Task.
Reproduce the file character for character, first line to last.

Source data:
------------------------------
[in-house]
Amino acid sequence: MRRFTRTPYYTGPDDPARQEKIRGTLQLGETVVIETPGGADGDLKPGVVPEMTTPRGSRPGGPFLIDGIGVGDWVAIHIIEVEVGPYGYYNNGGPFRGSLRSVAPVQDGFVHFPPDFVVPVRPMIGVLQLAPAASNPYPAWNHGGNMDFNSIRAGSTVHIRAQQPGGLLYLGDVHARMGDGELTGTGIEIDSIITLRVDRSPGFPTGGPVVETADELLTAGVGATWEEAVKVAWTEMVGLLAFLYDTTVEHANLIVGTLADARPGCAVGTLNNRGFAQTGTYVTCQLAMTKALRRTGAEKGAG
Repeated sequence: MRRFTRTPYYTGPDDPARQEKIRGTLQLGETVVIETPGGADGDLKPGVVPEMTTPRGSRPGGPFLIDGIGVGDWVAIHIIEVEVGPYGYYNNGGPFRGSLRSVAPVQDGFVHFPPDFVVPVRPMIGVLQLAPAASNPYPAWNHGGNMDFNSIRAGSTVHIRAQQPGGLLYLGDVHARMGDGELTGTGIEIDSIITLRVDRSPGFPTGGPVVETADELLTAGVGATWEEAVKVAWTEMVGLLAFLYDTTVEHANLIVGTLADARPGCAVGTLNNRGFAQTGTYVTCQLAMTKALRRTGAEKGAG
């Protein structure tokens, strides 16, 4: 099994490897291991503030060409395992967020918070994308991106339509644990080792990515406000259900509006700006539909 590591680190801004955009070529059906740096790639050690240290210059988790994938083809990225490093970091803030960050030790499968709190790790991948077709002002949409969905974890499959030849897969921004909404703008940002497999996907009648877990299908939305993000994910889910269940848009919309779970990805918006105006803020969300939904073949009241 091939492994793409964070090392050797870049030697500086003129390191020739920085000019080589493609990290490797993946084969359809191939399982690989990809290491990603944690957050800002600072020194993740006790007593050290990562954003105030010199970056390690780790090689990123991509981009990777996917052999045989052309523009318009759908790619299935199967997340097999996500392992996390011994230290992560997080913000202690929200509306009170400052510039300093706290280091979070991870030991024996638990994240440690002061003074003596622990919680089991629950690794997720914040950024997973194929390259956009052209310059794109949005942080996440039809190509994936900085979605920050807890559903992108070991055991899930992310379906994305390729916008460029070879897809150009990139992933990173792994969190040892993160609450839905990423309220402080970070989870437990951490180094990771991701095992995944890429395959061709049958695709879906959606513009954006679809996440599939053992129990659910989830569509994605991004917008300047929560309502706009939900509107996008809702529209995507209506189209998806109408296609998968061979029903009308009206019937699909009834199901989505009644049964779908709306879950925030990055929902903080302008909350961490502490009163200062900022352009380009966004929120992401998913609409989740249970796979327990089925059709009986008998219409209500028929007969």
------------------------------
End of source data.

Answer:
[in-house]
Amino acid sequence: MRRFTRTPYYTGPDDPARQEKIRGTLQLGETVVIETPGGADGDLKPGVVPEMTTPRGSRPGGPFLIDGIGVGDWVAIHIIEVEVGPYGYYNNGGPFRGSLRSVAPVQDGFVHFPPDFVVPVRPMIGVLQLAPAASNPYPAWNHGGNMDFNSIRAGSTVHIRAQQPGGLLYLGDVHARMGDGELTGTGIEIDSIITLRVDRSPGFPTGGPVVETADELLTAGVGATWEEAVKVAWTEMVGLLAFLYDTTVEHANLIVGTLADARPGCAVGTLNNRGFAQTGTYVTCQLAMTKALRRTGAEKGAG
Repeated sequence: MRRFTRTPYYTGPDDPARQEKIRGTLQLGETVVIETPGGADGDLKPGVVPEMTTPRGSRPGGPFLIDGIGVGDWVAIHIIEVEVGPYGYYNNGGPFRGSLRSVAPVQDGFVHFPPDFVVPVRPMIGVLQLAPAASNPYPAWNHGGNMDFNSIRAGSTVHIRAQQPGGLLYLGDVHARMGDGELTGTGIEIDSIITLRVDRSPGFPTGGPVVETADELLTAGVGATWEEAVKVAWTEMVGLLAFLYDTTVEHANLIVGTLADARPGCAVGTLNNRGFAQTGTYVTCQLAMTKALRRTGAEKGAG
């Protein structure tokens, strides 16, 4: 099994490897291991503030060409395992967020918070994308991106339509644990080792990515406000259900509006700006539909 590591680190801004955009070529059906740096790639050690240290210059988790994938083809990225490093970091803030960050030790499968709190790790991948077709002002949409969905974890499959030849897969921004909404703008940002497999996907009648877990299908939305993000994910889910269940848009919309779970990805918006105006803020969300939904073949009241 091939492994793409964070090392050797870049030697500086003129390191020739920085000019080589493609990290490797993946084969359809191939399982690989990809290491990603944690957050800002600072020194993740006790007593050290990562954003105030010199970056390690780790090689990123991509981009990777996917052999045989052309523009318009759908790619299935199967997340097999996500392992996390011994230290992560997080913000202690929200509306009170400052510039300093706290280091979070991870030991024996638990994240440690002061003074003596622990919680089991629950690794997720914040950024997973194929390259956009052209310059794109949005942080996440039809190509994936900085979605920050807890559903992108070991055991899930992310379906994305390729916008460029070879897809150009990139992933990173792994969190040892993160609450839905990423309220402080970070989870437990951490180094990771991701095992995944890429395959061709049958695709879906959606513009954006679809996440599939053992129990659910989830569509994605991004917008300047929560309502706009939900509107996008809702529209995507209506189209998806109408296609998968061979029903009308009206019937699909009834199901989505009644049964779908709306879950925030990055929902903080302008909350961490502490009163200062900022352009380009966004929120992401998913609409989740249970796979327990089925059709009986008998219409209500028929007969």